Millennial picks his favorites to binge watch

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While many of us have ultimately watched too much television since the pandemic began in March, here is a list of shows for you to indulge in, from someone who is not a Boomer.

My list is comprised of strictly HBO original series and miniseries. Since I was a freshman in high school in 2010, I have always enjoyed watching the premium channel’s new releases, often which have interesting storylines, authentic dialogue, along with premier actors and directors.

The list will span several genres from drama, comedy, suspense, crime and fantasy. And no, I will not be including some of the networks’ most popular and successful shows, such as Game of Thrones, The Sopranos and The Wire. While I love those shows and always will, HBO has so much more to offer besides “The Big 3.”

(List is in alphabetical order, not ranked)

“Barry” – This dark comedy crime series has to be one of the more interesting plots that I’ve ever watched unfold. Often times, you wonder how it will all fit together, as it seems like it’s two or three different shows wrapped up in one. Bill Hader stars as Barry Berkman, a hitman from Cleveland who travels to Los Angeles to do one of his deeds but finds himself joining an acting class taught by a teacher played by Henry Winkler. Through the class, he ends up meeting an aspiring actress played by Sarah Goldberg. The series follows Berkman as he tries to balance these two opposing lifestyles while questioning his path in life, all while he continues dealing with criminal associates.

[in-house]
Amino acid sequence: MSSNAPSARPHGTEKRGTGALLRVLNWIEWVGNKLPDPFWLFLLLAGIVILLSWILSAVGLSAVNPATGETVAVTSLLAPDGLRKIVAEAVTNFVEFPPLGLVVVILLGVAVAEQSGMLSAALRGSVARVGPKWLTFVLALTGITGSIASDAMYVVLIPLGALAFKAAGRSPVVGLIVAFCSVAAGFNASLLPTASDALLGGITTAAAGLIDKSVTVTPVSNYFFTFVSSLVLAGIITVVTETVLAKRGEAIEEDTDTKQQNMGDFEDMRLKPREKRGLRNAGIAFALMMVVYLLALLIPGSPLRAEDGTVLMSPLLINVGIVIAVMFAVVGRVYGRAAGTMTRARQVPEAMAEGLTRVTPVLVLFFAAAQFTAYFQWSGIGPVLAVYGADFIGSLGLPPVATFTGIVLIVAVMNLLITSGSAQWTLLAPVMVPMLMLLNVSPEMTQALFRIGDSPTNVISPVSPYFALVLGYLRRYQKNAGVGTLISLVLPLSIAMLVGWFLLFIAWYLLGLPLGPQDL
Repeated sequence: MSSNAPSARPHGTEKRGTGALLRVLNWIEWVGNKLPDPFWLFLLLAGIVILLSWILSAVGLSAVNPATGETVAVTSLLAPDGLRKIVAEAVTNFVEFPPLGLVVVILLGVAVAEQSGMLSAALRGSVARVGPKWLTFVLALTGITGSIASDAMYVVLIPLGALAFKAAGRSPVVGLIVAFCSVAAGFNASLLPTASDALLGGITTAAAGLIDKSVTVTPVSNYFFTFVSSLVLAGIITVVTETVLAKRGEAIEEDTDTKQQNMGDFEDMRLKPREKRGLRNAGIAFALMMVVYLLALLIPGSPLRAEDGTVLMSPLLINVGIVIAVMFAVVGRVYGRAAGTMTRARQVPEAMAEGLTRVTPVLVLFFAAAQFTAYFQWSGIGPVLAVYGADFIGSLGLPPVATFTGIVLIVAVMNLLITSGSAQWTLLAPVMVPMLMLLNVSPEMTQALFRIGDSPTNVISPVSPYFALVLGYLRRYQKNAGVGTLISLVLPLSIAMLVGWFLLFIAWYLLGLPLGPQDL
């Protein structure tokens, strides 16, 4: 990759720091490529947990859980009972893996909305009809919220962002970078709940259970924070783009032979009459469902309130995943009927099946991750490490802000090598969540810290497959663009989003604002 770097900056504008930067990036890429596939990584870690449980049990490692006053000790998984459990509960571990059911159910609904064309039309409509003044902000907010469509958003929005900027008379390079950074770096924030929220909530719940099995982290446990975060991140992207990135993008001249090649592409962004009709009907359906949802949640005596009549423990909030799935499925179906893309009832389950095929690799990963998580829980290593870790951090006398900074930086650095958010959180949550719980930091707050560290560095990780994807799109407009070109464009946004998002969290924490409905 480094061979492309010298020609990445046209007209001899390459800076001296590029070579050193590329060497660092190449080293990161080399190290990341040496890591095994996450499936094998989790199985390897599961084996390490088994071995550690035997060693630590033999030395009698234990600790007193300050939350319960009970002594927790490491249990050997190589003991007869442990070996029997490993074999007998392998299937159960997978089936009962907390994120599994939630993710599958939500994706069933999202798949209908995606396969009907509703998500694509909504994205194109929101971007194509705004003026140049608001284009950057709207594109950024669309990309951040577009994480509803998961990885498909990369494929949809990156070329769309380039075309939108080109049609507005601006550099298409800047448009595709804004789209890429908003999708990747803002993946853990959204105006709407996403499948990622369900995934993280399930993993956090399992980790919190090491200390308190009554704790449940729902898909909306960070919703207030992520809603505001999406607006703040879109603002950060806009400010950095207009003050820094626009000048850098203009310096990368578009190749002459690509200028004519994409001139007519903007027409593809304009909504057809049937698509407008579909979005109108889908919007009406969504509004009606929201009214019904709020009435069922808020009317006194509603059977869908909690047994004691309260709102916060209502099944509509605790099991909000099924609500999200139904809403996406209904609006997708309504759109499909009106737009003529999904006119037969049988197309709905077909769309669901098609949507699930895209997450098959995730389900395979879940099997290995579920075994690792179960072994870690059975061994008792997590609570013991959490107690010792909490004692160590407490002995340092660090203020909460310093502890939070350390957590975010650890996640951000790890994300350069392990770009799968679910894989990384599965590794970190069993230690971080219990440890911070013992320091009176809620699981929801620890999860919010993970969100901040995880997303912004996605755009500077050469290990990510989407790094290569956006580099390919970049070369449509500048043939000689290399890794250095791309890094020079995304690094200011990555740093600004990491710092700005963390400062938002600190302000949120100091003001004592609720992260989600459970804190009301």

“Band of Brothers” – Being only 25 years old, I didn’t watch this until about 15 years after it came out. The American war drama miniseries — executive produced by Steven Spielberg and Tom Hanks — was one of HBO’s first hits. The series dramatizes the history of “Easy” Company, 2nd Battalion, 506th Parachute Infantry Regiment of the 101st Airborne Division, starting with jump training in the U.S. through its participation in major actions in Europe, up until Japan’s capitulation and the end of World War II. The long list of cast members includes many notable actors such as Donnie Wahlberg and David Schwimmer.

“Big Little Lies” – If you are a proponent of mega-star casts, this is right up your alley. The two-season drama series, starring big names like Nicole Kidman, Reese Witherspoon, Laura Dern and the almighty Meryl Streep, is based on a novel of the same name. The plot tells the story of five women in Monterey, California, who become involved in a murder investigation.

“Boardwalk Empire” – This is arguably my all-time favorite show, a classic period crime drama set in Atlantic City during the Prohibition era of the 1920s. The series stars Steve Buscemi as Nucky Thompson, a protagonist loosely based on former New Jersey political figure Enoch Lewis “Nucky” Johnson. Also in the show are characters based on gangsters and racketeers of that era, such as Al Capone and Charles “Lucky” Luciano, who are involved with Thompson by bootlegging liquor and other illegal activities.